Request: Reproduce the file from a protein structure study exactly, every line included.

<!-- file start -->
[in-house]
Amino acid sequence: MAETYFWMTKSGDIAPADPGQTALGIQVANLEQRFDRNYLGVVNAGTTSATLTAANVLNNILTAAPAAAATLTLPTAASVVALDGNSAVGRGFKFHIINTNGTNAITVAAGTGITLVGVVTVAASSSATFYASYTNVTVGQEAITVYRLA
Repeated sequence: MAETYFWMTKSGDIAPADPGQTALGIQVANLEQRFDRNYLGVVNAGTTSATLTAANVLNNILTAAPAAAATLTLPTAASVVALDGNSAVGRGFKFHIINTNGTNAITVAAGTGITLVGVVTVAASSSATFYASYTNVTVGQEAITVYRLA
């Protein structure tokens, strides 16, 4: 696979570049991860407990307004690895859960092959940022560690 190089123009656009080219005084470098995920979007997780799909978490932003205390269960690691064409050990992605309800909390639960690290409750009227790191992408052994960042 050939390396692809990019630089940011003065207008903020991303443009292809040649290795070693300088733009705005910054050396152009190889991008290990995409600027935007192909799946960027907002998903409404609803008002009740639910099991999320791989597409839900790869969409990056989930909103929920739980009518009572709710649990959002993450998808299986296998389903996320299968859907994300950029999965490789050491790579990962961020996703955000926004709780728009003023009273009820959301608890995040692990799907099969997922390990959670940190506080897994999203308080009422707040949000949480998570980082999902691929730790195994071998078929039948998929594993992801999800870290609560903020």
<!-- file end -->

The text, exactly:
[in-house]
Amino acid sequence: MAETYFWMTKSGDIAPADPGQTALGIQVANLEQRFDRNYLGVVNAGTTSATLTAANVLNNILTAAPAAAATLTLPTAASVVALDGNSAVGRGFKFHIINTNGTNAITVAAGTGITLVGVVTVAASSSATFYASYTNVTVGQEAITVYRLA
Repeated sequence: MAETYFWMTKSGDIAPADPGQTALGIQVANLEQRFDRNYLGVVNAGTTSATLTAANVLNNILTAAPAAAATLTLPTAASVVALDGNSAVGRGFKFHIINTNGTNAITVAAGTGITLVGVVTVAASSSATFYASYTNVTVGQEAITVYRLA
């Protein structure tokens, strides 16, 4: 696979570049991860407990307004690895859960092959940022560690 190089123009656009080219005084470098995920979007997780799909978490932003205390269960690691064409050990992605309800909390639960690290409750009227790191992408052994960042 050939390396692809990019630089940011003065207008903020991303443009292809040649290795070693300088733009705005910054050396152009190889991008290990995409600027935007192909799946960027907002998903409404609803008002009740639910099991999320791989597409839900790869969409990056989930909103929920739980009518009572709710649990959002993450998808299986296998389903996320299968859907994300950029999965490789050491790579990962961020996703955000926004709780728009003023009273009820959301608890995040692990799907099969997922390990959670940190506080897994999203308080009422707040949000949480998570980082999902691929730790195994071998078929039948998929594993992801999800870290609560903020």